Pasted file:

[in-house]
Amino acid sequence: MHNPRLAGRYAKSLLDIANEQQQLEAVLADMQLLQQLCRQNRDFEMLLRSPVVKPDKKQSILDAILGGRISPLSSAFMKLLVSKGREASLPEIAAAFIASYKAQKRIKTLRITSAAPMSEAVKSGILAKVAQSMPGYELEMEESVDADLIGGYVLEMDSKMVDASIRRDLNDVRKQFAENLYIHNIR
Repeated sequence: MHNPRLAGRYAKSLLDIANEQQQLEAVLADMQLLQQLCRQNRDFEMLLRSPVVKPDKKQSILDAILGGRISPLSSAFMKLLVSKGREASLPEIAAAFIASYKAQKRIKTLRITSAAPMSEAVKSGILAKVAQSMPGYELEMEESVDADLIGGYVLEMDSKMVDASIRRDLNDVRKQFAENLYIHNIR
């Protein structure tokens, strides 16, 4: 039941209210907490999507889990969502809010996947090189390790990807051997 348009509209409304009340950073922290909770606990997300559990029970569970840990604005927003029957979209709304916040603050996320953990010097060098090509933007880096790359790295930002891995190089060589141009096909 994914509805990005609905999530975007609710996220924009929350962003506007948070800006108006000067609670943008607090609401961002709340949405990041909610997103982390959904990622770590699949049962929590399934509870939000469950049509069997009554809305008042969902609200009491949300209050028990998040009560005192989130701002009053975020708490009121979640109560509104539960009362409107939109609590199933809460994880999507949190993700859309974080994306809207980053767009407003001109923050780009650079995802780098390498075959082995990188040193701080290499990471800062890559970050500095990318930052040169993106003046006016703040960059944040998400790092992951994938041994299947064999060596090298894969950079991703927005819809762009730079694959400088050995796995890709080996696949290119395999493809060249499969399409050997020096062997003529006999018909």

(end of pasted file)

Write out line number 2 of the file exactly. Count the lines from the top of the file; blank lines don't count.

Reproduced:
Amino acid sequence: MHNPRLAGRYAKSLLDIANEQQQLEAVLADMQLLQQLCRQNRDFEMLLRSPVVKPDKKQSILDAILGGRISPLSSAFMKLLVSKGREASLPEIAAAFIASYKAQKRIKTLRITSAAPMSEAVKSGILAKVAQSMPGYELEMEESVDADLIGGYVLEMDSKMVDASIRRDLNDVRKQFAENLYIHNIR